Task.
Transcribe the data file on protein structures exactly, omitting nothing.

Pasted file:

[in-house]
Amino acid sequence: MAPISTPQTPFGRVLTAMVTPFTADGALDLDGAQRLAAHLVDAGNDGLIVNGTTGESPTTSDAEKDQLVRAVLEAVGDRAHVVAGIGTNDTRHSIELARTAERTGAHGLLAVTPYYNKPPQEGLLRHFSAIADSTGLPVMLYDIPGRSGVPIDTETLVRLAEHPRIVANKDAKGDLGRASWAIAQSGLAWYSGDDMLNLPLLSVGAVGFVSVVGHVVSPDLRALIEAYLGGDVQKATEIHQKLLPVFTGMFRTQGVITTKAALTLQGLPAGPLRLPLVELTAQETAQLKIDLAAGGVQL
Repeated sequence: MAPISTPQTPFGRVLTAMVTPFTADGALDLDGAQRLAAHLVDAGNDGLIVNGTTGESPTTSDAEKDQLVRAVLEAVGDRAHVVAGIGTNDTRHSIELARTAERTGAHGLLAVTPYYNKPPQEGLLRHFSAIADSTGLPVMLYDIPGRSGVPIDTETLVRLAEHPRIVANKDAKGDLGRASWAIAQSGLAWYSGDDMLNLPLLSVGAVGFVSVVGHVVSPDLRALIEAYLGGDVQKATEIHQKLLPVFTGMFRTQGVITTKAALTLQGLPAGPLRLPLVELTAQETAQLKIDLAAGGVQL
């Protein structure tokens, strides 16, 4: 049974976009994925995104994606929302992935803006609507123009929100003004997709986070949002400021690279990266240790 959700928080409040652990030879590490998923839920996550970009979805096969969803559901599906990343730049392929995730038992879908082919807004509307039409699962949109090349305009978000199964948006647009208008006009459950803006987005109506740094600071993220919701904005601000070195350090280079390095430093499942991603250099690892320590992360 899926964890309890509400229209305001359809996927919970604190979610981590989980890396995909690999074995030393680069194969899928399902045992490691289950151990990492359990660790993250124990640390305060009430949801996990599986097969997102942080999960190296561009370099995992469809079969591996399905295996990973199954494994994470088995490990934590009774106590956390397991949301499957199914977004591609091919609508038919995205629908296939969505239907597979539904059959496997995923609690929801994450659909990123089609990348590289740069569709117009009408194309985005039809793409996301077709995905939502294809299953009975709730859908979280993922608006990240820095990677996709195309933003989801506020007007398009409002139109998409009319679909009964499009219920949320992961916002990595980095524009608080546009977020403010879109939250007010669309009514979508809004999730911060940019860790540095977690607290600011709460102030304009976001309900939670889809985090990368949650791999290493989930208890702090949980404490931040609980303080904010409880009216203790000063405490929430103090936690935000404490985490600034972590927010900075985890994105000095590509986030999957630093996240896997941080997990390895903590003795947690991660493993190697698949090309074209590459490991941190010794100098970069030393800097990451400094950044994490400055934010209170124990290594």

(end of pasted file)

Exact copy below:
[in-house]
Amino acid sequence: MAPISTPQTPFGRVLTAMVTPFTADGALDLDGAQRLAAHLVDAGNDGLIVNGTTGESPTTSDAEKDQLVRAVLEAVGDRAHVVAGIGTNDTRHSIELARTAERTGAHGLLAVTPYYNKPPQEGLLRHFSAIADSTGLPVMLYDIPGRSGVPIDTETLVRLAEHPRIVANKDAKGDLGRASWAIAQSGLAWYSGDDMLNLPLLSVGAVGFVSVVGHVVSPDLRALIEAYLGGDVQKATEIHQKLLPVFTGMFRTQGVITTKAALTLQGLPAGPLRLPLVELTAQETAQLKIDLAAGGVQL
Repeated sequence: MAPISTPQTPFGRVLTAMVTPFTADGALDLDGAQRLAAHLVDAGNDGLIVNGTTGESPTTSDAEKDQLVRAVLEAVGDRAHVVAGIGTNDTRHSIELARTAERTGAHGLLAVTPYYNKPPQEGLLRHFSAIADSTGLPVMLYDIPGRSGVPIDTETLVRLAEHPRIVANKDAKGDLGRASWAIAQSGLAWYSGDDMLNLPLLSVGAVGFVSVVGHVVSPDLRALIEAYLGGDVQKATEIHQKLLPVFTGMFRTQGVITTKAALTLQGLPAGPLRLPLVELTAQETAQLKIDLAAGGVQL
């Protein structure tokens, strides 16, 4: 049974976009994925995104994606929302992935803006609507123009929100003004997709986070949002400021690279990266240790 959700928080409040652990030879590490998923839920996550970009979805096969969803559901599906990343730049392929995730038992879908082919807004509307039409699962949109090349305009978000199964948006647009208008006009459950803006987005109506740094600071993220919701904005601000070195350090280079390095430093499942991603250099690892320590992360 899926964890309890509400229209305001359809996927919970604190979610981590989980890396995909690999074995030393680069194969899928399902045992490691289950151990990492359990660790993250124990640390305060009430949801996990599986097969997102942080999960190296561009370099995992469809079969591996399905295996990973199954494994994470088995490990934590009774106590956390397991949301499957199914977004591609091919609508038919995205629908296939969505239907597979539904059959496997995923609690929801994450659909990123089609990348590289740069569709117009009408194309985005039809793409996301077709995905939502294809299953009975709730859908979280993922608006990240820095990677996709195309933003989801506020007007398009409002139109998409009319679909009964499009219920949320992961916002990595980095524009608080546009977020403010879109939250007010669309009514979508809004999730911060940019860790540095977690607290600011709460102030304009976001309900939670889809985090990368949650791999290493989930208890702090949980404490931040609980303080904010409880009216203790000063405490929430103090936690935000404490985490600034972590927010900075985890994105000095590509986030999957630093996240896997941080997990390895903590003795947690991660493993190697698949090309074209590459490991941190010794100098970069030393800097990451400094950044994490400055934010209170124990290594």